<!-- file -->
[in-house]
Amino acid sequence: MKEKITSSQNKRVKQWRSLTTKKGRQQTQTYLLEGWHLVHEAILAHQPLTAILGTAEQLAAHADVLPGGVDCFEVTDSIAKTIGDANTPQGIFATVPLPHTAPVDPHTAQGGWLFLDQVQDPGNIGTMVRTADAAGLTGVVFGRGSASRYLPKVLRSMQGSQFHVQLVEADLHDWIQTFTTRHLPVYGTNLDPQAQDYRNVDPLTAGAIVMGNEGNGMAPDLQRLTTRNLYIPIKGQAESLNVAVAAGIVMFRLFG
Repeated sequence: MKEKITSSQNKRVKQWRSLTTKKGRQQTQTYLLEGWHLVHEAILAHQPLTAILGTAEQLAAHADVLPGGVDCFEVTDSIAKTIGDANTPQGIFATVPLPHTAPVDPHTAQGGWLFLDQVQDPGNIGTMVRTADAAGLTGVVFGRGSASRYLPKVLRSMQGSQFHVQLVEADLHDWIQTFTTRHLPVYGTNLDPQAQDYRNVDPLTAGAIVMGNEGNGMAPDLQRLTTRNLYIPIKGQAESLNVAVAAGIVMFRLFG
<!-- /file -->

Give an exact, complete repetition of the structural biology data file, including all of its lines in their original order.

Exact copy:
[in-house]
Amino acid sequence: MKEKITSSQNKRVKQWRSLTTKKGRQQTQTYLLEGWHLVHEAILAHQPLTAILGTAEQLAAHADVLPGGVDCFEVTDSIAKTIGDANTPQGIFATVPLPHTAPVDPHTAQGGWLFLDQVQDPGNIGTMVRTADAAGLTGVVFGRGSASRYLPKVLRSMQGSQFHVQLVEADLHDWIQTFTTRHLPVYGTNLDPQAQDYRNVDPLTAGAIVMGNEGNGMAPDLQRLTTRNLYIPIKGQAESLNVAVAAGIVMFRLFG
Repeated sequence: MKEKITSSQNKRVKQWRSLTTKKGRQQTQTYLLEGWHLVHEAILAHQPLTAILGTAEQLAAHADVLPGGVDCFEVTDSIAKTIGDANTPQGIFATVPLPHTAPVDPHTAQGGWLFLDQVQDPGNIGTMVRTADAAGLTGVVFGRGSASRYLPKVLRSMQGSQFHVQLVEADLHDWIQTFTTRHLPVYGTNLDPQAQDYRNVDPLTAGAIVMGNEGNGMAPDLQRLTTRNLYIPIKGQAESLNVAVAAGIVMFRLFG